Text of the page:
For instance, Soviet war photographers of the Second World War – the four names that first come to mind are Dmitri Baltermans, Ivan Khaldei, Arkady Shaikhet and Samary Gurary – represent one of the real peaks of 20th Century photography worldwide. In this FotoFest, there was no war in Afghanistan, there is no war in Chechnya or Armenia or Georgia. There is, certainly, one war photographer of note in the exhibitions, Yury Kozyrev. The images, however, are of the Libyan uprising in March of last year. Mihailov has already been mentioned. Sergei Bratkov, a protégé of Mihailov from Kharkov who is known internationally for his photographs of children (the series “Kids”) and his series of women in the Russian Federation military (“Army Girls”) is represented in the catalog by two constructed pieces utilizing photographs as an element in the overall works. The pieces are formally interesting but not at all representative of his oeuvre. The recent presidential elections have produced a torrent of photographs seen all over the Internet and in publications, but there is no whisper of the massive pre-election meetings and demonstrations in the exhibitions. The single image relating to criminal activity in the Biennial is a black-and-white photograph from 1981 of an attempted murder attack on a Moscow street. The photographer, Georgy Pinkhassov, currently is a member of the Magnum Photos group and a perhaps prominent enough to get to display what he wanted, rather than what the curators thought prudent.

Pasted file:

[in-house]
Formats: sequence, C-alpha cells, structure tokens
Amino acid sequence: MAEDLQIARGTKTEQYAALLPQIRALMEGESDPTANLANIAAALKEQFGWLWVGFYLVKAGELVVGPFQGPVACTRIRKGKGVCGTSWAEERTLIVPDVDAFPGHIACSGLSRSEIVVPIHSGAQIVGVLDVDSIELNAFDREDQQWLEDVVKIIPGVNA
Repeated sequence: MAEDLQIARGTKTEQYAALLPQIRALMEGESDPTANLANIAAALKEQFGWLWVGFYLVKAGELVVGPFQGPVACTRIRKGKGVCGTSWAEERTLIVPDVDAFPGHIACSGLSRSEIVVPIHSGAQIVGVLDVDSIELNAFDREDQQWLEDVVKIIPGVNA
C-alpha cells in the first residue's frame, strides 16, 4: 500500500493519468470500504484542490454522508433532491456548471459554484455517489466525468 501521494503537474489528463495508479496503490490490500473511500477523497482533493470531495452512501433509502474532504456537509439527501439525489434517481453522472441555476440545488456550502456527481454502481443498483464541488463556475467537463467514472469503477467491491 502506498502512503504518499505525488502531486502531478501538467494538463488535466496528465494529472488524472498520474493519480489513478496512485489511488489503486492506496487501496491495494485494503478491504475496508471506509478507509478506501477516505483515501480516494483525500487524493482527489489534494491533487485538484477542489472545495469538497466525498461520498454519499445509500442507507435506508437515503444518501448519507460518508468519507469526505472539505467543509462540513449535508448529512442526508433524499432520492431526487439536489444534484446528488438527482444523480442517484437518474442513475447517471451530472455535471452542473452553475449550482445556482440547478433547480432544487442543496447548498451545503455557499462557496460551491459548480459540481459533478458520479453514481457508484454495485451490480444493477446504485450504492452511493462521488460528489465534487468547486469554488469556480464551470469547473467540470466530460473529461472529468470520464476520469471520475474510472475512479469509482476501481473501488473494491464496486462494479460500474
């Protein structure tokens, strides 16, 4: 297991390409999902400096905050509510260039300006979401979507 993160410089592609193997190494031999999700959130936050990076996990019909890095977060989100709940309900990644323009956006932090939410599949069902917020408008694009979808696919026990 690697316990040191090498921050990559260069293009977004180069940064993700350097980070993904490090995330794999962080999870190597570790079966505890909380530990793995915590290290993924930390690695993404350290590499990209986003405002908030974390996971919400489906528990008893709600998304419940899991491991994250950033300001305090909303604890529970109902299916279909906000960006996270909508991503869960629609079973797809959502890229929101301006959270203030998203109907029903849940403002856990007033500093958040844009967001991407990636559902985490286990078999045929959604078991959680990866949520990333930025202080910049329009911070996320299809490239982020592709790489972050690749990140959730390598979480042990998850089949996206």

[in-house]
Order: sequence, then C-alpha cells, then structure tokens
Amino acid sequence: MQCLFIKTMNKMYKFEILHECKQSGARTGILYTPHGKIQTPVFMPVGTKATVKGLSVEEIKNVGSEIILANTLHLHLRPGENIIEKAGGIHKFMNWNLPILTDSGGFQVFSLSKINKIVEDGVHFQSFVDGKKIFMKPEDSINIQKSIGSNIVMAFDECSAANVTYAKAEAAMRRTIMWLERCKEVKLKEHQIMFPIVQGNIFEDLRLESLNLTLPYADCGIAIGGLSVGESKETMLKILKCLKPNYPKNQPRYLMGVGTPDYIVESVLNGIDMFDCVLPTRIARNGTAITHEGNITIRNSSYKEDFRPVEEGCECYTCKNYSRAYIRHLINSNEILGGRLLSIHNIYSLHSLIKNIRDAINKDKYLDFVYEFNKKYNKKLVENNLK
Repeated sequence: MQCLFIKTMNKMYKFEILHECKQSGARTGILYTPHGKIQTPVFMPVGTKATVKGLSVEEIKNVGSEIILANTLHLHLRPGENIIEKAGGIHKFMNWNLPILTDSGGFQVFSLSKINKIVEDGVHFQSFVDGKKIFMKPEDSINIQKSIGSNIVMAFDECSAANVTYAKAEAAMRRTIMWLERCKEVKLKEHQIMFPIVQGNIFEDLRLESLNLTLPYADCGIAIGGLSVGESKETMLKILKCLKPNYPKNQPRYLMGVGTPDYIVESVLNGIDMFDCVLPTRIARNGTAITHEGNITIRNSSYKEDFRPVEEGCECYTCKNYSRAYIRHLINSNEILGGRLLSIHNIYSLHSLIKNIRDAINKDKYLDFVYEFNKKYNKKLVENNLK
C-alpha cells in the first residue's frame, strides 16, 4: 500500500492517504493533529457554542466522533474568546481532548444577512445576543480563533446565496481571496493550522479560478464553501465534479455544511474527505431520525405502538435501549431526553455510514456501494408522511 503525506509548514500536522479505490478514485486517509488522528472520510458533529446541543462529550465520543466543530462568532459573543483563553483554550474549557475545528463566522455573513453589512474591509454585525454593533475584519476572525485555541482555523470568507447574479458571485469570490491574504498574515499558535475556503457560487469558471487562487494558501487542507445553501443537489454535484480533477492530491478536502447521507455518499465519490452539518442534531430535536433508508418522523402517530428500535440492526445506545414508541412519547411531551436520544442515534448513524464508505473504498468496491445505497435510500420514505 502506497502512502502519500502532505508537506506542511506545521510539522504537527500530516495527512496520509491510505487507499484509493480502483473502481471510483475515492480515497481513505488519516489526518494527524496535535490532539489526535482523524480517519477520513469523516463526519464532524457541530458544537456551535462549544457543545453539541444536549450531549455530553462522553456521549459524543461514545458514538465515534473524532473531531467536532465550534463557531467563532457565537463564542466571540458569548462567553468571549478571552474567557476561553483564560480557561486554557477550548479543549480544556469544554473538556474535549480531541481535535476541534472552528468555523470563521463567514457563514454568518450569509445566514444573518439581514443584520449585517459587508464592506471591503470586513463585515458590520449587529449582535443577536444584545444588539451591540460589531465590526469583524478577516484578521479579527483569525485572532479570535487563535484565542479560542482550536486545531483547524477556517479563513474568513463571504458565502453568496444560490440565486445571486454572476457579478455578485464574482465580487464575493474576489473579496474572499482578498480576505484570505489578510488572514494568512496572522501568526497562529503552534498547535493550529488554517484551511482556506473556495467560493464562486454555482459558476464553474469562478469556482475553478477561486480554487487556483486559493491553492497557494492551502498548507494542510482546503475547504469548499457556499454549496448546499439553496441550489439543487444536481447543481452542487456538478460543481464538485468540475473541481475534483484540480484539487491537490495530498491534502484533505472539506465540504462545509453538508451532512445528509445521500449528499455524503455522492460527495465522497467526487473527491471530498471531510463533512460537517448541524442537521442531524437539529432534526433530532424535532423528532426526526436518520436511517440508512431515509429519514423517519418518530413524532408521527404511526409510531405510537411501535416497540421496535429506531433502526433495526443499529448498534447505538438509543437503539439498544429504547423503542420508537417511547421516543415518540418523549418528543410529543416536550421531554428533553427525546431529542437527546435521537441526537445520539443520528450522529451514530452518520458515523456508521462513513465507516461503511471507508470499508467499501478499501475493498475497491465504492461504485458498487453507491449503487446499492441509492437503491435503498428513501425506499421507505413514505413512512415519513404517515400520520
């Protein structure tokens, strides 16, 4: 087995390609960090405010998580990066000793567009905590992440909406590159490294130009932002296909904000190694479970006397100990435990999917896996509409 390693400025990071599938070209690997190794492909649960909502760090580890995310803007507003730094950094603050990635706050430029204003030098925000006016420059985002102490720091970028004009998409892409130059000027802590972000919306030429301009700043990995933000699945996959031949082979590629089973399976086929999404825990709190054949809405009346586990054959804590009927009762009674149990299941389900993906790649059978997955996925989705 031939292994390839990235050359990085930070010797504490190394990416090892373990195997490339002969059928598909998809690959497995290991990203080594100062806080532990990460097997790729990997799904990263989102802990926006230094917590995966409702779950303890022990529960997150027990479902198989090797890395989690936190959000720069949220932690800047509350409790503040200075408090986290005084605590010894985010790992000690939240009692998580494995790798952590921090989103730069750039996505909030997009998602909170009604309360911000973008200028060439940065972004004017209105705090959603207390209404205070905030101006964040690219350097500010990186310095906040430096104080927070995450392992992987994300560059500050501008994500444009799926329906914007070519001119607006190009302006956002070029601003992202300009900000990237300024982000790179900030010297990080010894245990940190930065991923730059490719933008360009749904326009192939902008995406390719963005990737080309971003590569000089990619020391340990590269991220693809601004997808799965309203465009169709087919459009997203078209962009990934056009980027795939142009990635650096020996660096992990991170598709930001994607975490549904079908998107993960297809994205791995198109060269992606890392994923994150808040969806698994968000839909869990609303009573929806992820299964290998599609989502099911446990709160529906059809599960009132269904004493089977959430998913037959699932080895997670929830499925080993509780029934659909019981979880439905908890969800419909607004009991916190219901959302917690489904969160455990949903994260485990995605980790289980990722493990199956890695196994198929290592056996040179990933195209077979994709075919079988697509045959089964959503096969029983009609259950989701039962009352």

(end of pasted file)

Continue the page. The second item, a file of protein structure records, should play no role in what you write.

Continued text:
Even the celebrated artistic collective AES+F (the letters are the initials of the four artists involved, Tatiana Arzamasova, Lev Evzovich, Evgeny Svyatsky and Vladimir Fridkes), are represented with a particularly subdued video installation. The group is perhaps the most celebrated, internationally known representative of contemporary Russian art. The Russian pavilion at the Venice Biennale in 2007 was, by many accounts, the most impressive national entry in the entire event. James Harithas brought the AES+F component of the pavilion to Houston’s Station Museum in December of 2007. The works included a series of nearly life-size photographs of the corpses of homeless people taken a Moscow morgue, dressed for their participation in the project in expensive designer outfits. A second series of photographs showed fourteen conventionally photographed headshots of teenage girls. Seven were from well-off Moscow families and seven were inmates of a prison for juvenile offenders who were incarcerated there after being convicted of particularly brutal, motiveless killings. A third piece was one of the group’s signature slickly produced and shot videos, aping contemporary television commercial styles but dealing with much more serious content. These works, as Harithas observed, were “the best art being made today” because it combined contemporary strategies and techniques with the high moral seriousness of the best Russian literature of the 19th and 20th Centuries. AES+F was too big a presence to ignore in a show of the scale and scope of the current FotoFest. The video installation that is being shown, in the words of Olga Sviblova, who curated the Venice Biennale pavilions and the exhibition at the Station, described the piece: “The project “Forest King” (2001-2004) was shot in the Yekaterinsky Palace in the town of Pushkin, in Cairo and in New York’s Manhattan. Children and teenagers from model agencies, belonging to different ethnic, religious and social groups took part in this project. However, the way they dress, move and behave before the camera is almost identical and discloses the influence of globalization and universalized media, which forms their identity, forcing them to accept the rigid clichés of the culture of consumption and glamour. These children become the target of advertisement and at the same time heroes of it, who are used to promote new goods on the market.” Interesting, but not astonishing. These sorts of comparisons could be continued for many other photographers in the current FotoFest.